Immigrant Warrior Cover

Immigrant Warrior

A Challenging Life in War and Peace

Henrik O. Lunde

Casemate, Haverton, Pennsylvania, 2023, 400 pages

Book Review published on: December 22, 2023

As the years pass by, so do our opportunities to uncover new autobiographies crafted by Vietnam veterans. It is safe to assume that if a Vietnam veteran hasn’t crafted his autobiography by now, it probably isn’t on their list of things to accomplish. That is why I was surprised to discover Henrik Lunde’s autobiography, Immigrant Warrior: A Challenging Life in War and Peace. It is a volume a long time in the making, but clearly worth the wait.

The book’s journey to print was lengthy and Lunde encountered several obstacles. Lunde began setting the foundation for the book in the early 1980s. At that time, he discussed potential material with those he had served with. For the next twenty years, Lunde was consumed with his civilian career and the book was put on hold. When he has ready to focus on the book in 2003, he began to suffer various ailments tied to Agent Orange, including cancer.

Lunde’s ailments not only affected his writing timeline but also changed the path of his writing career. He states early in the volume, “I had intended to resurrect the autobiography at that time. Still, since most of it dealt with my time in Vietnam, the doctors did not think it was beneficial to simultaneously deal with an emotional undertaking with my struggle to stay alive. Consequently, I began writing military history—producing four books and numerous lengthy articles—to keep my mind occupied” (vii).

It wasn’t until 2014 that he began to pursue his objective once more. Again, health issues hampered his efforts. This included undergoing open-heart surgery and having a hip replacement. Impressively, Lunde conducted the bulk of his work on the autobiography in 2020 following his hip replacement. The result is a volume that readers will find outstanding.

Within Immigrant Warrior, Lunde provides a comprehensive look at his life. He organizes his volume into three sections. The beginning of the autobiography addresses his childhood and the early years of his Army career. This includes discussing the first fifteen years of his life, which were spent in Norway before his family immigrated to the United States. (Hence, the impetus for the book’s title.) During this initial section, Lunde is also very frank in detailing events that occurred in his personal life and the effect they had on him.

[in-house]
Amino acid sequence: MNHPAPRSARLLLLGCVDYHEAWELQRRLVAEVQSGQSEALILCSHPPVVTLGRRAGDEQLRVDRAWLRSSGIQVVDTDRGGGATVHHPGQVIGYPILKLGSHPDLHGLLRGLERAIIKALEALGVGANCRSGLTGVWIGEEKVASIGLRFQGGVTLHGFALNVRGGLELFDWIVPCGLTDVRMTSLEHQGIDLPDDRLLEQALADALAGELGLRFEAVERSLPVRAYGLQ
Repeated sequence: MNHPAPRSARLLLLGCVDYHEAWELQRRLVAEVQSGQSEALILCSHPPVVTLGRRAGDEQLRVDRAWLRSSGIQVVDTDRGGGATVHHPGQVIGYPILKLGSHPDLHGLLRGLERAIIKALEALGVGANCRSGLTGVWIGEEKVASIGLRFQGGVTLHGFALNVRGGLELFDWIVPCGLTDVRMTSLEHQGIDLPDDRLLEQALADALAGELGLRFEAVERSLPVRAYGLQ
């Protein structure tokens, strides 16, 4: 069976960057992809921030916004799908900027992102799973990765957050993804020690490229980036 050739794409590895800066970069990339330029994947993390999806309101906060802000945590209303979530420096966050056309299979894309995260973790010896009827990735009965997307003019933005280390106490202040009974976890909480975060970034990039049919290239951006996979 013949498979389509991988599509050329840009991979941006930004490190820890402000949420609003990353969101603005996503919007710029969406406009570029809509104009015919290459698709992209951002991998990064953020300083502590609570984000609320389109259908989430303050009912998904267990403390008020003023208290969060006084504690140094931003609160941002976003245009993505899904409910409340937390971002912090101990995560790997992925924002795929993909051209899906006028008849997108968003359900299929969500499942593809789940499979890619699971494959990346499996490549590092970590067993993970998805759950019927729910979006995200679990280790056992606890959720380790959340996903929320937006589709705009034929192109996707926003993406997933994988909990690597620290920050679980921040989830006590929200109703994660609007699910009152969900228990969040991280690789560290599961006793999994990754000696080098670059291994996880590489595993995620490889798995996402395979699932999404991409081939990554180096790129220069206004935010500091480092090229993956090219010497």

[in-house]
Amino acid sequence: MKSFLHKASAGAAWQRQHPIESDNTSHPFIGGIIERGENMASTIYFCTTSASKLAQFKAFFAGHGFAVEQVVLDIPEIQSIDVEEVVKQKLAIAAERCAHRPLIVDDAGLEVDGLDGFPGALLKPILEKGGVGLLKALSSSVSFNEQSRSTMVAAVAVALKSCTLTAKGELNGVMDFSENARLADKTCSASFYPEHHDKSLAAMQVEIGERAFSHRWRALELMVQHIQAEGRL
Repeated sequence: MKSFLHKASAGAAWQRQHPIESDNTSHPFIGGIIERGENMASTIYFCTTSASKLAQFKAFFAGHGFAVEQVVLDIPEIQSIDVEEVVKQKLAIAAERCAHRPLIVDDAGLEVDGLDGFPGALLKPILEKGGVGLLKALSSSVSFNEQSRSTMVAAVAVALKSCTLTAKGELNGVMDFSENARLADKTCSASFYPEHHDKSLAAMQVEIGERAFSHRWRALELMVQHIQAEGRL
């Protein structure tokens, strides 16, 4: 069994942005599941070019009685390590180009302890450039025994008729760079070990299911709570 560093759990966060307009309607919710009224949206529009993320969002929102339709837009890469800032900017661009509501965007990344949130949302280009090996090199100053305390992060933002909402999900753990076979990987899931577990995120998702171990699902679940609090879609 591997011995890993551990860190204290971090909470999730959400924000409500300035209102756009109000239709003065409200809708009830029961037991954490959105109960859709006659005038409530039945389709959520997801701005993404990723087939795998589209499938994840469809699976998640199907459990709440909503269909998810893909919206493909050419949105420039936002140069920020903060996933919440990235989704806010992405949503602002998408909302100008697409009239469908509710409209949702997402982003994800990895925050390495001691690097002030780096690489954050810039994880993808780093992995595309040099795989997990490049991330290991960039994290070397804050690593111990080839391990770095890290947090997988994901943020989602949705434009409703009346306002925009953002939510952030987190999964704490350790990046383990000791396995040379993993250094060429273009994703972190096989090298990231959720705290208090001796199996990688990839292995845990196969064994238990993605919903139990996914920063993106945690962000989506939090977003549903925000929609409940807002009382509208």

In the second portion, and the focus of the autobiography, Lunde reflects on his three tours in Vietnam (thirty-eight months). Within this section, he keys principally on his time as a rifle company commander in the 101st Airborne Division. This is unquestionably a book within a book. Lunde addresses the key battles his company was involved in and does it in incredible detail. Lunde’s discussion superbly captures the human dimension of war and provides readers with an outstanding perspective on the interworking of a rifle company in the Vietnam War.

An excellent example of human dimension of war is found when he describes his emotions and thoughts before he relinquished company command. He states, “I had not had much time to think about the significance of this day, but I had very mixed feelings about leaving. The company had been my home for the better part of a year. The troops were my family and we had gone through much together. As I walked down the lines of young, tough, but tired paratroopers, I was sad to note that only a small number of soldiers who had started with me the previous summer were still around. Some had caught malaria and other diseases and were sent back to the United States. Some of the many wounded left the company and never returned. However, all too many of my family had made the ultimate sacrifice” (216).

The final section of the autobiography addresses the remainder of his military career and his life following his service. In both cases, Lunde touches on the ups and downs during these periods. What I found most impressive is Lunde’s continued ability to meet the challenges life threw at him. In the past twenty years, there have been myriad health challenges. In the book’s final paragraph, he refers to this and his future book writing endeavors. He states, “This book may be my last unless the doctors find miraculous solutions to my ailments. I received encouragement to continue when I found out that Henry Kissinger, whom I admire, was publishing one at age 97” (368).